Most Americans do not feel comfortable speaking to their doctor about symptoms of depression.
That’s the question a team of psychologists at the University of California recently tried to answer via a phone survey of 1054 adults. Time reports the results:
- 23% were afraid that their doctor would try to prescribe them antidepressant drugs.
- 13% said they were worried they would be referred to a psychiatrist
- 12% said they didn’t want to be considered a psychiatric patient.
- 16% didn’t think psychological issues fell under the purview of a primary care doctor
- 15% were concerned about medical record confidentiality.
The first three certainly coincide with my own experience of counseling people with depression; and there is usually even greater resistance to seeking medical help among Christians. The majority of emails, letters, phone calls, cries for help, that I regularly receive contain extremely painful personal stories describing the impact of depression on people’s lives, and the lives of their loved ones. But they almost always conclude with some variation of, “But, I know that anti-depressants are not for me,” or “But, I want to beat this on my own.”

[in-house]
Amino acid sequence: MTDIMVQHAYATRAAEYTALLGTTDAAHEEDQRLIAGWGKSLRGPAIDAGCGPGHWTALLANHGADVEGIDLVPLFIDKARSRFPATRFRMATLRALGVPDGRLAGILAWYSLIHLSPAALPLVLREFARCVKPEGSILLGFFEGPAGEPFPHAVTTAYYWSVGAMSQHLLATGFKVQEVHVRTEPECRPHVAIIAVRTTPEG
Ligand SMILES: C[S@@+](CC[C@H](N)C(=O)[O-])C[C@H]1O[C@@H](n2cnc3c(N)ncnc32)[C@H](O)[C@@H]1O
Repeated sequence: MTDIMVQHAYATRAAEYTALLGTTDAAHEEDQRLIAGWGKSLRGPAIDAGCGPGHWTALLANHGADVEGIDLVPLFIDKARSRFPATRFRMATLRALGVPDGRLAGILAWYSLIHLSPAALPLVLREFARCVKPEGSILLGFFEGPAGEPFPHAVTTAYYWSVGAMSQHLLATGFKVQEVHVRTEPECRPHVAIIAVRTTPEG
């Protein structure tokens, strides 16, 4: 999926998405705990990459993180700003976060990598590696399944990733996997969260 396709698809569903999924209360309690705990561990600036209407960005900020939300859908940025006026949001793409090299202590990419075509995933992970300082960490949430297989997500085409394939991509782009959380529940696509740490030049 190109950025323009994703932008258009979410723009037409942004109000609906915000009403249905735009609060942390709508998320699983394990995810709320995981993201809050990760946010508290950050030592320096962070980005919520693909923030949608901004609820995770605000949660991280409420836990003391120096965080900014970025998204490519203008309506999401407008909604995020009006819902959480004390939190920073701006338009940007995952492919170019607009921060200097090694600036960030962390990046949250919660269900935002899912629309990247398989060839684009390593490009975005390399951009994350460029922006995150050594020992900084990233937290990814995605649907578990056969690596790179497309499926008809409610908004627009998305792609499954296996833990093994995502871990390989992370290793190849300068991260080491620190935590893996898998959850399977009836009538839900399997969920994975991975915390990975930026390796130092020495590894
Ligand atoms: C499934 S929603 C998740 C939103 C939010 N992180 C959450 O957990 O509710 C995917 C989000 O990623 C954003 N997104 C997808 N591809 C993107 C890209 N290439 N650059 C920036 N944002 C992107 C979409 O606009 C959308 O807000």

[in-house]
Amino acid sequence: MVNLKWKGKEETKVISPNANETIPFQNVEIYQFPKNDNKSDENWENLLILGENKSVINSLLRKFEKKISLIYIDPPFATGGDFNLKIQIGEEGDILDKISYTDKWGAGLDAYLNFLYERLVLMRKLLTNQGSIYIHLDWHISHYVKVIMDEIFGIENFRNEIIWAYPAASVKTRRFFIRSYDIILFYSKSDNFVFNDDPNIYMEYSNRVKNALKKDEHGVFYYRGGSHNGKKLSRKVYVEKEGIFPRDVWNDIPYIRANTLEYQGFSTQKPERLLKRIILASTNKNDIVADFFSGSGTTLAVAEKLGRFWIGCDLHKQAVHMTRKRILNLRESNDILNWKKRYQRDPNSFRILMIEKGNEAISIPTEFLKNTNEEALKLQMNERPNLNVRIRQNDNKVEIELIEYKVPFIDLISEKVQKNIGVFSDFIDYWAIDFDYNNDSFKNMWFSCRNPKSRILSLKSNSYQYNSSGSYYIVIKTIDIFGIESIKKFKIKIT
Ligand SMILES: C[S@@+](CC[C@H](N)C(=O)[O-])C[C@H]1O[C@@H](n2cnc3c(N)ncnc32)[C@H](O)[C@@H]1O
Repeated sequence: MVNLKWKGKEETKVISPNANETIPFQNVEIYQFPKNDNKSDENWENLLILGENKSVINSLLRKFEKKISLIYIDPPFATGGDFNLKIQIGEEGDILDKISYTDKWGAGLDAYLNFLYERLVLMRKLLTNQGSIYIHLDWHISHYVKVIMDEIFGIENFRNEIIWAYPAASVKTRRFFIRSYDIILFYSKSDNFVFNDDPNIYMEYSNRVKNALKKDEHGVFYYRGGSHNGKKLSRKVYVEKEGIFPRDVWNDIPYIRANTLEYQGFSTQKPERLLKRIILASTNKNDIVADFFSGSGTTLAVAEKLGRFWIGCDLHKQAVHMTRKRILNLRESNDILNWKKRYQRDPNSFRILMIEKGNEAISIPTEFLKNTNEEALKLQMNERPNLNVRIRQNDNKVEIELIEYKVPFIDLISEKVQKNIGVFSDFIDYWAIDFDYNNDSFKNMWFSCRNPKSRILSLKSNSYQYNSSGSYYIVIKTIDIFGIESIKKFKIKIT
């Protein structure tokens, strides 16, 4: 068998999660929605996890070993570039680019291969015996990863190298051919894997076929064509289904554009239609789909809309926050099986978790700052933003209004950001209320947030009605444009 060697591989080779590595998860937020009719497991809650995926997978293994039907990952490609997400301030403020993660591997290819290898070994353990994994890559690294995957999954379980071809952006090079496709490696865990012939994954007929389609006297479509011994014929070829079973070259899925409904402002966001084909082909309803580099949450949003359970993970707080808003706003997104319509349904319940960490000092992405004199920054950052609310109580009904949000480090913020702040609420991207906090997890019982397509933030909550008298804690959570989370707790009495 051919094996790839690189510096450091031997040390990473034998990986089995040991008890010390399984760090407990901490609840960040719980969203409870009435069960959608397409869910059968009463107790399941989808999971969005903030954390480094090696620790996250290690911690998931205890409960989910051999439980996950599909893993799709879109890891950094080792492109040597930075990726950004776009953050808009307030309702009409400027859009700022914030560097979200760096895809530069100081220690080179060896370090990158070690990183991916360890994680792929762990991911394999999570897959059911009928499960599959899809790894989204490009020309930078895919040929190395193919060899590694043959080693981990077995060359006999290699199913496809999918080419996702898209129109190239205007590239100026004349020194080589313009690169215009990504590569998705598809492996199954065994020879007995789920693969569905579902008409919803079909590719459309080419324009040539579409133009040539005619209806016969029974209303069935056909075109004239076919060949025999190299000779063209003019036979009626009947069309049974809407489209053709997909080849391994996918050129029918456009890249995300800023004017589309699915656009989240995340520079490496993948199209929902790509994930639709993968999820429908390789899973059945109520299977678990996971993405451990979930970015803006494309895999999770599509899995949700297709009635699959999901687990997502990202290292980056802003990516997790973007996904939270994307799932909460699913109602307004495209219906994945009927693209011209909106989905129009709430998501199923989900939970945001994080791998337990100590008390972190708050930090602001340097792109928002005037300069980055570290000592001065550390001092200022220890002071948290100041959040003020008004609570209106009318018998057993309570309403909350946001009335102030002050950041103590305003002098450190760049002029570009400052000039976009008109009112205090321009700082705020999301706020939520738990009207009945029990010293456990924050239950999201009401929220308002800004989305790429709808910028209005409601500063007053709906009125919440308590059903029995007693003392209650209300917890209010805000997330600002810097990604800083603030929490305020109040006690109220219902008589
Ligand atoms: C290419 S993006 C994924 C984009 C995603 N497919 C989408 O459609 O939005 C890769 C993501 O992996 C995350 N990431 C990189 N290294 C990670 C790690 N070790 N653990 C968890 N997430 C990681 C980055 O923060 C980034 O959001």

Why should this be?
Most of us have seen far too many people put on to anti-depressants far too soon and often with limited investigation as to causes. We’ve all known people who run for a pill as soon as they feel a bit down; there’s no willingness to bear any emotional pain; there’s no seeking of God’s help, grace and counsel; “Just give me something to make me feel better!”
Others want pills (and are usually given them) to deaden the guilt of living sinful lives. They will do anything to avoid taking responsibility and facing up to the spiritual causes of their pain; and if that means some emotion-killing meds, then pour them in. (Here’s a previous post on the pointlessness of medication-only approaches).
The abundant evidence of over-prescription in our society, even among Christians, is a huge impediment to the really needy going for appropriate help.
The vast majority of people know very little about the role of the brain in our thinking and feeling processes. I’m afraid that even many Christian counselors and pastors lack vital understanding of brain science, and especially of the role the brain plays in our spiritual lives. It’s so embarrassing to see 20 and 30-year-old medical research, theories, and cliches still being quoted in modern Christian counseling books.